Najaf, which fulfils the latter function with a gruesome success, is the Terror City par excellence. Terror, yes! With slow and dragging steps, the various architectonic elements, arranged and designed with such unscrupulous purpose but sensitive understanding by those old architect priests, crawl upwards, as on a scaffold, to their irrevocable climax. At the bottom of the staircase come the Toulk-Al-Mowt, Belt of Death, the countless tombs and graves of centuries of pilgrims, grey haired men and women from Baghdad, Mosul, or Basra, from furthest Persia, India, or Africa, who in a last act of submission have dragged their dying bodies across the waste of sand to share their final resting . places with the Venerated and Feared. Very slowly, like a hearse, we drive through the vast cemetery. There is no set road, we have to thread our way among the mounds and stones as among littered skeletons, sometimes conscious, amid the oppressive silence, of a black clad figure flitting from tomb to tomb, or peering at us angrily through cracks in the walls of dirty yellow mud. Abud the Sunni, apprehensive not only of the intangible dangers, warns me not to spend too long on my inspection, nor to linger at the holy places so as to attract a crowd. But there is no time for talking. Already we are at the base of the rock. It towers above us like some devil’s Gibraltar. An opening appears, and grinding into bottom gear we climb, the groaning engine echoing from the sides of the cutting. The first crest is reached. A jumble of mud hovels, filthy, windowless, and blank, confronts us. They speckle the black walls which now bar the lorry completely. We stop and get out. At first there seems to be no further way up, even on foot. But then, among the crumbling dwellings, we see some slits. They lead to alleyways, tunnelled and stenching through the mud caves and cliffs, upwards towards a pinpoint of brilliant light which must be the building we have come so far to visit.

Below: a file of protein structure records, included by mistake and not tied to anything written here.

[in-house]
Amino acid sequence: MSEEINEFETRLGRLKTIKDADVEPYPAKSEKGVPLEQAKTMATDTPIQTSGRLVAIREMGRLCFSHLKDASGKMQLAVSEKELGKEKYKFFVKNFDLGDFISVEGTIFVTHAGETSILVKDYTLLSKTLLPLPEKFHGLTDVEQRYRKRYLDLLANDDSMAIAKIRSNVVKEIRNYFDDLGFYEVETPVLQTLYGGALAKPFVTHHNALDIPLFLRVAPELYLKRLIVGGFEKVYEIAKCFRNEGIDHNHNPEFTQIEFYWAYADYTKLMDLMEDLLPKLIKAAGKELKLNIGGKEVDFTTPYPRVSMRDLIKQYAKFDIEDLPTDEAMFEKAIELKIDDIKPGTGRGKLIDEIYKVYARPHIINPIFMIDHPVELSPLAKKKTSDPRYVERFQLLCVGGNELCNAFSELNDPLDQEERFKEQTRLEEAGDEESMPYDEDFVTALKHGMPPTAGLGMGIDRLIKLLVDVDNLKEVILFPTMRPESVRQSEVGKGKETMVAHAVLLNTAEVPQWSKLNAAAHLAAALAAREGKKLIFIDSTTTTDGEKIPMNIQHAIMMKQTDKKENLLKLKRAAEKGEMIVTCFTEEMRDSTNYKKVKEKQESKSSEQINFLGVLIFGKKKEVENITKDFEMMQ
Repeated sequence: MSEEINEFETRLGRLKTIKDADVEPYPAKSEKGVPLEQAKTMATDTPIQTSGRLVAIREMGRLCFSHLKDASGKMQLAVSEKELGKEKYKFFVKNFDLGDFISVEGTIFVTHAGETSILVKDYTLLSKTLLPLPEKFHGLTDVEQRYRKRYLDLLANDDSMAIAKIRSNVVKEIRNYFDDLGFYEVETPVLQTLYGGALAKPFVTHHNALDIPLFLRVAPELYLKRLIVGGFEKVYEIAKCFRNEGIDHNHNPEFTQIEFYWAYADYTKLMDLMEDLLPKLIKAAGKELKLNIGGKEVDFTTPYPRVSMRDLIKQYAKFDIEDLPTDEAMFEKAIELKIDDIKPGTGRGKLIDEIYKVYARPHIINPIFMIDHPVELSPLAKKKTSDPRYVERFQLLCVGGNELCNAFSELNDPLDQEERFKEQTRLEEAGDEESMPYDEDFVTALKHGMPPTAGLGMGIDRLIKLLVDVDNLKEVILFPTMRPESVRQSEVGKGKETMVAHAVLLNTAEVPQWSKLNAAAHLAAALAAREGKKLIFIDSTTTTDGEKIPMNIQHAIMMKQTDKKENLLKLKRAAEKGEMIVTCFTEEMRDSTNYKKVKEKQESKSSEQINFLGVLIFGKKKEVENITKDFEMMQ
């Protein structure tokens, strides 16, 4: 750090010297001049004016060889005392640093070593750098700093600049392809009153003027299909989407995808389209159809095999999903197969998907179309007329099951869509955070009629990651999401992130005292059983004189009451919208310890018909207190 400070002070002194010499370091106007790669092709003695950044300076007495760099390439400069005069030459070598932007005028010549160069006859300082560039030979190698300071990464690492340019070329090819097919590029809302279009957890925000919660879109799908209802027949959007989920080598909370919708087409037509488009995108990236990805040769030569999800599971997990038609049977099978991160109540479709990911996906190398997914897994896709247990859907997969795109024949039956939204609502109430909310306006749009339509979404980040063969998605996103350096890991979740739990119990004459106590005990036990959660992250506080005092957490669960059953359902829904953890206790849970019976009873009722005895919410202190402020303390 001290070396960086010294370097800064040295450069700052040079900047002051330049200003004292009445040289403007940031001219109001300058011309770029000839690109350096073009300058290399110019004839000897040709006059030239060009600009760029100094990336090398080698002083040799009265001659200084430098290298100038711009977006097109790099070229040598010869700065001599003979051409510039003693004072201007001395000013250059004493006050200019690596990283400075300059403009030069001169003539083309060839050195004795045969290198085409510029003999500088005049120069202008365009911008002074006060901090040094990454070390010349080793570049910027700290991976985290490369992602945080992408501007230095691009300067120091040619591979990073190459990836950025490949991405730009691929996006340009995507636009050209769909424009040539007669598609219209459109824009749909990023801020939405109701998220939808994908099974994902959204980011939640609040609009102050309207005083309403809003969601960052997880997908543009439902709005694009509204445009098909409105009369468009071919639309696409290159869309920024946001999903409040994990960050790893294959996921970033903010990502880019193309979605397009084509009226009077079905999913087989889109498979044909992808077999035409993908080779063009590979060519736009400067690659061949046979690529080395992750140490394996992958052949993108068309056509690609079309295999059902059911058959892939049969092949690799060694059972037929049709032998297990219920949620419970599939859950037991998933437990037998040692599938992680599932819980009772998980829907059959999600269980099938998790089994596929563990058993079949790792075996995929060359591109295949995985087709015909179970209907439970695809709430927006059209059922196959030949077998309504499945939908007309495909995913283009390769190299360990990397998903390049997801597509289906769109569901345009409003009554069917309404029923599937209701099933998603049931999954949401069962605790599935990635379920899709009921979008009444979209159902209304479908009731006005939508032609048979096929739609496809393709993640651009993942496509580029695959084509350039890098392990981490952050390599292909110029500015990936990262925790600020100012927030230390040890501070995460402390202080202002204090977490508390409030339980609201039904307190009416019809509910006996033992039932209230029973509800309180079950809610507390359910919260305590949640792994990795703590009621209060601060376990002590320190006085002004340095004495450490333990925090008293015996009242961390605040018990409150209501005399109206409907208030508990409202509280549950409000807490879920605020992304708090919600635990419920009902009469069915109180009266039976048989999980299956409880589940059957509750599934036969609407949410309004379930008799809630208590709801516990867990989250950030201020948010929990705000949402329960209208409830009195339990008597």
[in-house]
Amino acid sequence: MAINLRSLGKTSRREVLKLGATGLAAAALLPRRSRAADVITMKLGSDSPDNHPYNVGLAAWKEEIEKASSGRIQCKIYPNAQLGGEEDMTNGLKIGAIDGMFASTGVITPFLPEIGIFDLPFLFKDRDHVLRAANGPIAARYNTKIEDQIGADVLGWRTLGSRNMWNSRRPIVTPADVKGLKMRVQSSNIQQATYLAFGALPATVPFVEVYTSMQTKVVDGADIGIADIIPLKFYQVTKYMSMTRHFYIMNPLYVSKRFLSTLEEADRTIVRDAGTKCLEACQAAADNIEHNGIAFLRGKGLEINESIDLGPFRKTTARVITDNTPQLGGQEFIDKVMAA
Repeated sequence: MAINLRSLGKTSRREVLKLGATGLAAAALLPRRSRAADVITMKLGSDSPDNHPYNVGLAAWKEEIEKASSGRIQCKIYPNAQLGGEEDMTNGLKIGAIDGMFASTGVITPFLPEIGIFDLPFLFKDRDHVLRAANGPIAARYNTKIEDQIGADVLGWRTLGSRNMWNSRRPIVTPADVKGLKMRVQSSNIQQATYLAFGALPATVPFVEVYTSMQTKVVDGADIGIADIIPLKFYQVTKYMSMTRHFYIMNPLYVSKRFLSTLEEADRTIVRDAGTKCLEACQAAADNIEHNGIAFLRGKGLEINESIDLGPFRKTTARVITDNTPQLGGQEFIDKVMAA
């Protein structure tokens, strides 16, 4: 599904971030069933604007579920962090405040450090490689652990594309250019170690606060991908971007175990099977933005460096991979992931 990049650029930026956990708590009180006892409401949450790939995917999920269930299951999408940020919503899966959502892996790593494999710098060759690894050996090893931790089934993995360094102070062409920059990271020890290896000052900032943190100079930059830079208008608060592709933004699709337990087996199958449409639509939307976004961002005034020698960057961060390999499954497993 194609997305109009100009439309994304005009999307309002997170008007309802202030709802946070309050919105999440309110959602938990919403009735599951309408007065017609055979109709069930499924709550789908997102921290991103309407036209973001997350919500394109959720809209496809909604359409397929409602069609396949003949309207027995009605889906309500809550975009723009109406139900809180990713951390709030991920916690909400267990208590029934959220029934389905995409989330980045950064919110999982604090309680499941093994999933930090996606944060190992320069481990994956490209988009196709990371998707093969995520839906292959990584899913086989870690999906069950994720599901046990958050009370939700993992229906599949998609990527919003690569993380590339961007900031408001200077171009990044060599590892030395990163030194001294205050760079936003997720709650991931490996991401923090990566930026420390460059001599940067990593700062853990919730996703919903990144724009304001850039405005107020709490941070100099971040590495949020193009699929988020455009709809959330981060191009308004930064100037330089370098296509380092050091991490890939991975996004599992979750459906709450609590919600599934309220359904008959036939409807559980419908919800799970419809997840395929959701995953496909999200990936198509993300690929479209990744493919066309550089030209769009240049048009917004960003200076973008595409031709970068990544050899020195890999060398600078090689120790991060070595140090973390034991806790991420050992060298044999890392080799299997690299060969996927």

‘Massive and mountainous blocks linked with precision joints; laboured from distant quarries by the old Shiah masons; white and shining-like the icy robes of the impassive priests who stand on guard’
Slowly, and somewhat painfully, we clamber and toil to its foot. Suddenly, out into the blinding glare! Aesthetically, and from close at hand, first impressions of the great Shrine are completely satisfying. And this is as it should be. For the longer the introduction, the firmer must be the statement, the more solid the climax. Preparation cannot exist for its own sake, or it becomes meaningless and perverted. It must make way for something larger than itself. It must whet the appetite, or tremble the nerves. If the emotional effect takes the form of desire, then desire must not merely be satisfied, but expectation exceeded. And if fear is aroused, its culmination must be terror. All these principles the unknown architect obviously understood, and was able in his own dark yet brilliant way to apply. If the desert is the strategic preparation for the climax of Najaf, the actual layout of the Mosque is the tactical one. The immediate basis of it is a kind of market place in which we now find ourselves, a gash in the place’s wrinkled body. But the human scene, if human it can be called, is dominated by the Portal of the Mosque, gaping above the hooded figures like a hungry mouth. Yet the huge opening, sensuous yet stern, with its thin but brilliant line of blood-red mosaic, is dwarfed by the fortress face in which it is set. Massive and mountainous blocks linked with precision joints; laboured from distant quarries by the old Shiah masons; white and shining-like the icy robes of the impassive priests who stand on guard. Beyond their statuesque figures the immense forecourt, a wide space of freedom against the fettered huddle of alleyways and hovels, opens out like the sudden swish of a fan in a closed and airless room. Crouched in many attitudes upon its stone flagged chessboard of pink and white, are the multitudes of the Faithful, dinning the air with the hum of their prayers and imprecations, and in supplication extending their massed arms towards the menacing inner Shrine itself.